“The COVID-19 pandemic has introduced a level of uncertainty that has required a difficult balance between patient-centered and population-centered approaches, and it has revealed many deficiencies that have long existed in our current health care and socio-economic systems overall.
“I hope that we as a society emerge from this with important lessons learned about the dangers of private ownership of the means of delivering housing, health care, and other services that should be considered human rights.”
Johanna Glaser ’10
“I’m a fourth-year medical student, one month away from receiving my M.D. Medical schools across the country have made different decisions about the role of medical students during the COVID-19 crisis. My school, UCSF [the University of California, San Francisco School of Medicine] is considering all third-year and fourth-year medical students to be essential personnel in caring for patients who are not suspected of having COVID-19 or exposure to the virus. This means that my classmates and I can still help to manage other acute needs in our hospitals and medical clinics while maintaining low risk of exposure to SARS-CoV-2 [the novel coronavirus that causes COVID-19].
“I just finished a rotation in a skilled nursing facility at the local VA [Veterans Affairs] hospital. All of my patients during this time, men over 70 years old with comorbidities, were among the highest risk for serious illness and death if exposed to SARS-CoV-2. It’s been devastating to see the fatality rate of this pandemic among the elderly, especially those residing communally, with about a fifth of all deaths in the U.S. due to COVID-19 being linked to nursing facilities. Luckily, not a single occupant of the facility where I was on rotation had any worrisome symptoms nor had tested positive for the virus.
“This, however, came at the cost of extreme isolation for this otherwise highly sociable group of men. All non-essential visitation and all group activities, such as communal dining, games and group exercise sessions, were suspended. Even the ability of patients to traverse the floors of the facility was debated, meaning that one of my patients nearly lost the ability to feed the fish in the lobby, which is one of his favorite daily routines (happily, they made an exception in this case).
“Volunteers have worked to get donations of iPads to isolated patients in hospitals and nursing facilities. One of the more heartening moments during my rotation was a virtual Passover Seder administered by a rabbi to a spirited ex-Army colonel in his early 90s; my patient’s sparkling eyes and ear-to-ear smile in anticipation of the ceremony stuck with me all week. We were also able to set up video chats with the loved ones of our patients who had access to the necessary technology to receive a video call. This was a really nice option, but highlighted yet another way that people with more resources are faring better during this crisis.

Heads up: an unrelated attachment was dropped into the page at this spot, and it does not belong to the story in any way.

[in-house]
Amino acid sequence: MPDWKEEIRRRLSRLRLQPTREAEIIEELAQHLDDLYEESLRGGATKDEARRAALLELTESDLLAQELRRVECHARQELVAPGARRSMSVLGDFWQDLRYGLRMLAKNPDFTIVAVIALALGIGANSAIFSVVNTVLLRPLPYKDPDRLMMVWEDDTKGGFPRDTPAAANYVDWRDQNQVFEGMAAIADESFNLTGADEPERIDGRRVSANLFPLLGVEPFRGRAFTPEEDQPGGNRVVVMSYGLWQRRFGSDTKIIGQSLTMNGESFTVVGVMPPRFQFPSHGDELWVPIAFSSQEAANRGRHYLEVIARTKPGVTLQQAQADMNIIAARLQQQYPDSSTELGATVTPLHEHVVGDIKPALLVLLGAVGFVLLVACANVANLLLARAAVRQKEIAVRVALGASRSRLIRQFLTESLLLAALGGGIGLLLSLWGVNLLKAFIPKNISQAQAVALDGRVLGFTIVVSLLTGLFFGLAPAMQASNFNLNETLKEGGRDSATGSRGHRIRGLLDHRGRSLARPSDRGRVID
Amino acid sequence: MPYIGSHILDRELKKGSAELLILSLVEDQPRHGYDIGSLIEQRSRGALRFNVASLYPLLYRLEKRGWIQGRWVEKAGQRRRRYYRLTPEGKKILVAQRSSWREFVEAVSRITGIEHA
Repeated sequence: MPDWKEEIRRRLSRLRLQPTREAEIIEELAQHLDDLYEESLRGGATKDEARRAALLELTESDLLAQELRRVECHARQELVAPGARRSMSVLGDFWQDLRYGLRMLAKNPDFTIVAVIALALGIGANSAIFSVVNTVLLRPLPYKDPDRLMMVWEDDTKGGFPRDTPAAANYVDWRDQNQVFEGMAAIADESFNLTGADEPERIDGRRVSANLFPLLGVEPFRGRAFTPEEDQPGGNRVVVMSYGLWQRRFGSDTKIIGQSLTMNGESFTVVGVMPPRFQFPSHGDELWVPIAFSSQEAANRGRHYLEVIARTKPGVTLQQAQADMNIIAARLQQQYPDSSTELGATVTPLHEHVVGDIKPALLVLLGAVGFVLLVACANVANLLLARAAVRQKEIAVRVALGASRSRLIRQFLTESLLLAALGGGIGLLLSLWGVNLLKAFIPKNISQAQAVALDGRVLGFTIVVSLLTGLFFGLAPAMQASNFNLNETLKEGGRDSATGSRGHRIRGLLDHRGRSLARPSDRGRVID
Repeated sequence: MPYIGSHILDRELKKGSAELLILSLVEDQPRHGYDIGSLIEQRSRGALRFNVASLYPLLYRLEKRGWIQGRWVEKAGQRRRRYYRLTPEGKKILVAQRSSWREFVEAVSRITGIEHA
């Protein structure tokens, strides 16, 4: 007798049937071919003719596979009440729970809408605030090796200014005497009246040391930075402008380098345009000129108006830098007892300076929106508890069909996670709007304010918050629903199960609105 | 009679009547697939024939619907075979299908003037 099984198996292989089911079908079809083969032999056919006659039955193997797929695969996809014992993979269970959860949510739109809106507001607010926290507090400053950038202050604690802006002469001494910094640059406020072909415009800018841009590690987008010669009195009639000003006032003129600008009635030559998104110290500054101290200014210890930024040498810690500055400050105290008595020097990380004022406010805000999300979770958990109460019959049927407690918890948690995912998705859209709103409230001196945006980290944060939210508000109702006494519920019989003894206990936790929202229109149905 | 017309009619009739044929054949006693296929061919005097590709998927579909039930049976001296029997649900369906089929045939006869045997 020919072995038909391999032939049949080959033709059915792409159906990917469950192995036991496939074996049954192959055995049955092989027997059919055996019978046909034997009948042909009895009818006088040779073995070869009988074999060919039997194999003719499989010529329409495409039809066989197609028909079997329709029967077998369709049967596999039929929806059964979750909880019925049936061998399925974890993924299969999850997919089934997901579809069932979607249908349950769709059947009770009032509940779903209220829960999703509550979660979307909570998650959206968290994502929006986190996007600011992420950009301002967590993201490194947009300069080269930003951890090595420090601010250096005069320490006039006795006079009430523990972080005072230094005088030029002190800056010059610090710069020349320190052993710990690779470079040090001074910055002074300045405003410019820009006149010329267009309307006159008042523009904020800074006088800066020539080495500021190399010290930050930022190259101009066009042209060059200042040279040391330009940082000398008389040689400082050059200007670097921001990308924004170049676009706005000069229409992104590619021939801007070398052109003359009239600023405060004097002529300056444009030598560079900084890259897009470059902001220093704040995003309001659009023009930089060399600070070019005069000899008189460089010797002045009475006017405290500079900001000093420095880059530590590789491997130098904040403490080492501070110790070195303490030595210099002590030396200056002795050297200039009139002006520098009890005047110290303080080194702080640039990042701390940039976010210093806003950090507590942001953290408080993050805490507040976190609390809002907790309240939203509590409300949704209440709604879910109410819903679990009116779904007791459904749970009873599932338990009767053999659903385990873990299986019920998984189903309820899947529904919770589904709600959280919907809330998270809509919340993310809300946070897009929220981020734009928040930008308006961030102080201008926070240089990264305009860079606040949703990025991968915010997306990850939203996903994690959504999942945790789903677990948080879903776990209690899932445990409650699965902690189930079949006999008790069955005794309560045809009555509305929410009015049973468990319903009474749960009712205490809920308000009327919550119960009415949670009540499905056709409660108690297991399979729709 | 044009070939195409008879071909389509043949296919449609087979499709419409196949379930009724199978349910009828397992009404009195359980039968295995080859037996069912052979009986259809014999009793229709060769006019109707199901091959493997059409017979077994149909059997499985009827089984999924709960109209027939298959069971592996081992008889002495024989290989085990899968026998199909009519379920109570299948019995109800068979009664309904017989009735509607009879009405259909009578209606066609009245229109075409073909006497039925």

“In general, I’m interested to see how the COVID-19 pandemic is shining a light on the inequalities in our healthcare system. Millions of U.S. workers have lost access to health insurance due to new unemployment, highlighting the need for reforms that promote universal access to affordable care. Black Americans make up about 33% of those hospitalized due to COVID-19 despite representing only 13% of the population, further exposing the stark disparities in underlying health and access to preventive care among different racial groups.
“I hope that we can take this moment to reexamine how we deliver health and essential services in our country, with a new focus on marginalized populations and health equity. This will mean thoughtfully approaching care for sick elders as well. The immense impact of COVID-19 among the elderly makes now the perfect time to consider how to provide better patient-centered care for those over 65. For example, we can expand palliative care services to ensure goal-concordant care, thoughtfully establish ethical guidelines for ventilator rationing that do not use age as the sole criterion, and establish protocols specific to the management of geriatric patients with COVID-19. (We currently have protocols for pediatric patients and for adults with COVID-19, but not for elders, which is important because older patients are likely to experience different presenting symptoms and disease course.) In the medical context and more broadly, let us take this unprecedented event as an opportunity to avoid unnecessary suffering and inequality in the future.”